In 2020 tests run by the American Automobile Association, driverless cars in simulated moderate to heavy rain, traveling at 35 miles an hour, crash about a third of the time. When encountering a disabled vehicle in a test scenario, a collision occurred 66% of the time. In the tests, lane-keeping technique failed 69% of the time in wet weather.
Researchers tested five vehicles with advanced driver assistance systems (ADAS) over 4,000 miles. Based on the SAE International standard of autonomous driving levels, all tested vehicles were classified as Level 2, Which means the features assist with steering, acceleration and braking but require the driver to be able to take control of driving at any moment.
The testing was conducted in partnership with the Automobile Club of Southern California’s Automotive Research Center and AAA Northern California, Nevada and Utah’s GoMentum Station proving grounds. AAA recommended that manufactures expand their testing of ADAS and not roll them out until they are able to improve the quality and consistency of their performance.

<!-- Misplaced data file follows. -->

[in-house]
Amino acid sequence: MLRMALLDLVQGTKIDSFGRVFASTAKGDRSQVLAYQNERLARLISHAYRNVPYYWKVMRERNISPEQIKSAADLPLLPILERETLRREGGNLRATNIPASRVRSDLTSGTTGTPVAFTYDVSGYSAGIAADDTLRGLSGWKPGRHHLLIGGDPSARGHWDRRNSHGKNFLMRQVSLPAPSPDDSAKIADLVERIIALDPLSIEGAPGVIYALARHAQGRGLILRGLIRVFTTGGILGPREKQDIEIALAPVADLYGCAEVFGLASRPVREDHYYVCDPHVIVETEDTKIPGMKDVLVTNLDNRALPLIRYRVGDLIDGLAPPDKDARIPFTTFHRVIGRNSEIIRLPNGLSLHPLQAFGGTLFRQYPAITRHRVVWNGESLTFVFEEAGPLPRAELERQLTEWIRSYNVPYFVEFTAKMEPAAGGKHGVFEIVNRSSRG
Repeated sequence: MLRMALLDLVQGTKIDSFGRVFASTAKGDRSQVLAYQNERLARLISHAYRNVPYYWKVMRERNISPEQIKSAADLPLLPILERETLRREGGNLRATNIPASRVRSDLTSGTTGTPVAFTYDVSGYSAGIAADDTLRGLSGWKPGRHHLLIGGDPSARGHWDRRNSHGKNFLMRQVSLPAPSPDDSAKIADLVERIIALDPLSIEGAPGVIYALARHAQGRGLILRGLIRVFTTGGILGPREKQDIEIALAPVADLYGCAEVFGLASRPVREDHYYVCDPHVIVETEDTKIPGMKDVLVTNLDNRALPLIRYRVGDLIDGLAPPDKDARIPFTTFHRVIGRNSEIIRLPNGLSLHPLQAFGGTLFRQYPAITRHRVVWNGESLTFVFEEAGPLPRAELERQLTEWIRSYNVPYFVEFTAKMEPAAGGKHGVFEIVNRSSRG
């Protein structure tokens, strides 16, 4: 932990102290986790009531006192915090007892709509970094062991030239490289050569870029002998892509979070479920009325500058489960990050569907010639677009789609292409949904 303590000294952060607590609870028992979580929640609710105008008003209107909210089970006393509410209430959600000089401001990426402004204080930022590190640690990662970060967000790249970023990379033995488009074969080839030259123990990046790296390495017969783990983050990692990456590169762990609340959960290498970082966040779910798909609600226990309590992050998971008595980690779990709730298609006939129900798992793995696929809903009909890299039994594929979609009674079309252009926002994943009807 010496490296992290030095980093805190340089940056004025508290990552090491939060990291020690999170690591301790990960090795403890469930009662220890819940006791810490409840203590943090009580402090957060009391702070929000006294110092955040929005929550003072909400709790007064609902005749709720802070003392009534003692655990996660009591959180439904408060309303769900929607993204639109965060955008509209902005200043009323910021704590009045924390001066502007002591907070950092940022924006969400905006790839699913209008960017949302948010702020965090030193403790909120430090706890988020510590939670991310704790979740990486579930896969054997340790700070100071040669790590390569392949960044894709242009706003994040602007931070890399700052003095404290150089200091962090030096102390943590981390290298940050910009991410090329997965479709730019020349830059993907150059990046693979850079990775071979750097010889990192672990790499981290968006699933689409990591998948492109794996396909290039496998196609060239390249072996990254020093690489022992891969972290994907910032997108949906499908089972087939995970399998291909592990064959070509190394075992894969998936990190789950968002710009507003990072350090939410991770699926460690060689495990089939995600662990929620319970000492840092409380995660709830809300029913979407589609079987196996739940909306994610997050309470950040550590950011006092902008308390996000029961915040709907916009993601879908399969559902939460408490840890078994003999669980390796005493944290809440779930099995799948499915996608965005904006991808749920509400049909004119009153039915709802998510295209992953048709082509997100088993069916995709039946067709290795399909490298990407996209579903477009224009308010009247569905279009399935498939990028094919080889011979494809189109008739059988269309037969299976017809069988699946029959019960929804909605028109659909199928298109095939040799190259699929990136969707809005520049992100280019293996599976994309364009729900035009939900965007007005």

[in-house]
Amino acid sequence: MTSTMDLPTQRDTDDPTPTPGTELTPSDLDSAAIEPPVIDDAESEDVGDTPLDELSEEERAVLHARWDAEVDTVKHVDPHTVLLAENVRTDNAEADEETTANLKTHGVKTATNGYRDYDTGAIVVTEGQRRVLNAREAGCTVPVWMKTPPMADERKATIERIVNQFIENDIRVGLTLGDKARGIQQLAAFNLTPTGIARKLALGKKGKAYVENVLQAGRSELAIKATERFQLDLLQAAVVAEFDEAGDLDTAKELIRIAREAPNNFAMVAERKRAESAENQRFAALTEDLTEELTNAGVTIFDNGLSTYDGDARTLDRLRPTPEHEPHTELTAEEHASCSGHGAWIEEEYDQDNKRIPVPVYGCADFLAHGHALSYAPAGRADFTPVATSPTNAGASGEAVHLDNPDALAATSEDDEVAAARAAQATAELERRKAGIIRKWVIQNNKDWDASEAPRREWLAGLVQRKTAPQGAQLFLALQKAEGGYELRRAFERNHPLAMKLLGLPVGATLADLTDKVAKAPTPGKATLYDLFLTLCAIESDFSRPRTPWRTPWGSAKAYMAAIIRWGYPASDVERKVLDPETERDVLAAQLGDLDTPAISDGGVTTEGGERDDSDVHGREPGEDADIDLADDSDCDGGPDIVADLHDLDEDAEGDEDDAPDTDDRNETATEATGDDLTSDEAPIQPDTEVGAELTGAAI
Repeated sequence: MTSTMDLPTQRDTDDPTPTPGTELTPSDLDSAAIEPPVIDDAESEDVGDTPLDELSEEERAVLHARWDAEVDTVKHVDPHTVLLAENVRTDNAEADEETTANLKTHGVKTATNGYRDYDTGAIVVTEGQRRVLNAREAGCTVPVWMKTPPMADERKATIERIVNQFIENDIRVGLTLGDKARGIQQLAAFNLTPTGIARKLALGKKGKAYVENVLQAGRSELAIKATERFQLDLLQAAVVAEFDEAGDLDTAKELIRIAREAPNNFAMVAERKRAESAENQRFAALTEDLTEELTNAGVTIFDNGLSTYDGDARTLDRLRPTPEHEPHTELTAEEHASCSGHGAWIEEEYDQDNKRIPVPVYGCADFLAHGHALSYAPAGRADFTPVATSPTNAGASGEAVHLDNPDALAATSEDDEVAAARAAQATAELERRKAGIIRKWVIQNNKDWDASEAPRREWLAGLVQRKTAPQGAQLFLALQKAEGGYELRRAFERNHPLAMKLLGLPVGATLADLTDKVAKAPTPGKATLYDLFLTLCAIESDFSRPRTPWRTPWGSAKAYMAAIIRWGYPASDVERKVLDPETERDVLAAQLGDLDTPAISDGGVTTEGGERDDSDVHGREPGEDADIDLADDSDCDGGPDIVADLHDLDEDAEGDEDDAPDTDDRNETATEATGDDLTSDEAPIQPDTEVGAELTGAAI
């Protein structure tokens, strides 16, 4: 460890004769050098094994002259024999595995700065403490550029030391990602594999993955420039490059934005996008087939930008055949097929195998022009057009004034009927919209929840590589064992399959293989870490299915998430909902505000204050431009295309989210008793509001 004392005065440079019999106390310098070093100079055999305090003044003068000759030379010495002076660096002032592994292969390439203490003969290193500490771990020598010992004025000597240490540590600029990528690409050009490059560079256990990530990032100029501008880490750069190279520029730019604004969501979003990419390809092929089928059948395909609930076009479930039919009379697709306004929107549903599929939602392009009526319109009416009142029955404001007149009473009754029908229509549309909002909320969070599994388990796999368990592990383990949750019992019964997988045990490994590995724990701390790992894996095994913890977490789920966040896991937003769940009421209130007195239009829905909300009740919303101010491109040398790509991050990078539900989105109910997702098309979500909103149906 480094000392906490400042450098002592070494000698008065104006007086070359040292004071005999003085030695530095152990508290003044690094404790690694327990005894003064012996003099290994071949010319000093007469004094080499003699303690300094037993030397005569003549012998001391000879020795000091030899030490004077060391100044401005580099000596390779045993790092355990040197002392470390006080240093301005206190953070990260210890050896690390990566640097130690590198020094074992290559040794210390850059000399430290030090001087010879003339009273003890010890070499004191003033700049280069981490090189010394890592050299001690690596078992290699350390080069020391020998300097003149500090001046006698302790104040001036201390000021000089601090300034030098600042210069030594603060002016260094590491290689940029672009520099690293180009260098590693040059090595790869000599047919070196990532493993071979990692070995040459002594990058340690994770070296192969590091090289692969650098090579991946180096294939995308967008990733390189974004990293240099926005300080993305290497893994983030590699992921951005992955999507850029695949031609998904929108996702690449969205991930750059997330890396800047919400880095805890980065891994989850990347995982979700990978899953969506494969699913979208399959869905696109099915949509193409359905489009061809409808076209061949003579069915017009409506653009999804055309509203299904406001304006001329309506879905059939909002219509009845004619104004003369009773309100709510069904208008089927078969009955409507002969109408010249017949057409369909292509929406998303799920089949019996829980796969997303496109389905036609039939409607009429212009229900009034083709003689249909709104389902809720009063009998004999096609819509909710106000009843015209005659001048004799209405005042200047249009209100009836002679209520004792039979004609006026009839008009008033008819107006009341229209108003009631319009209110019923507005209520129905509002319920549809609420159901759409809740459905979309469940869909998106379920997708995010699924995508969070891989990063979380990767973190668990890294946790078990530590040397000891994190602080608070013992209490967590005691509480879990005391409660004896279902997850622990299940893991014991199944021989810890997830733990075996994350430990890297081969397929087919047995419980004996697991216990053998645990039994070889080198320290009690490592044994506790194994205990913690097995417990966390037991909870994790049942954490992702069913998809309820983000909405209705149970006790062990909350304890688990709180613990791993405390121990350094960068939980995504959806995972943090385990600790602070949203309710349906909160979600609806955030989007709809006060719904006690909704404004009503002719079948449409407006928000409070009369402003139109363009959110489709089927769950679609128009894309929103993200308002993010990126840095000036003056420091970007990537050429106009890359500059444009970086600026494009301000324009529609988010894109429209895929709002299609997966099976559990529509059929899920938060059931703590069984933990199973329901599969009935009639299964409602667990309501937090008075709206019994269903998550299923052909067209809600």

GoMentum Station in Concord, California, is the nation’s largest dedicated secure testing facility for connected and automated vehicle technology. It is owned and operated by AAA Northern California, Nevada & Utah, whose goal is to assist members and the public in adapting to the fast-changing mobility landscape, while continuing to focus on traffic safety. The 2,100 acre GoMentum Station is the center of cutting-edge transportation research to define the next generation of transportation and help advance traffic safety towards zero fatalities.
“This illustrates that tested ADA systems cannot be trusted to consistently react to stopped vehicles either within or alongside the roadway,” AAA stated in its full evaluation of active driving assistance systems. “As such, drivers must maintain awareness of their surroundings and control of the vehicle at all times.”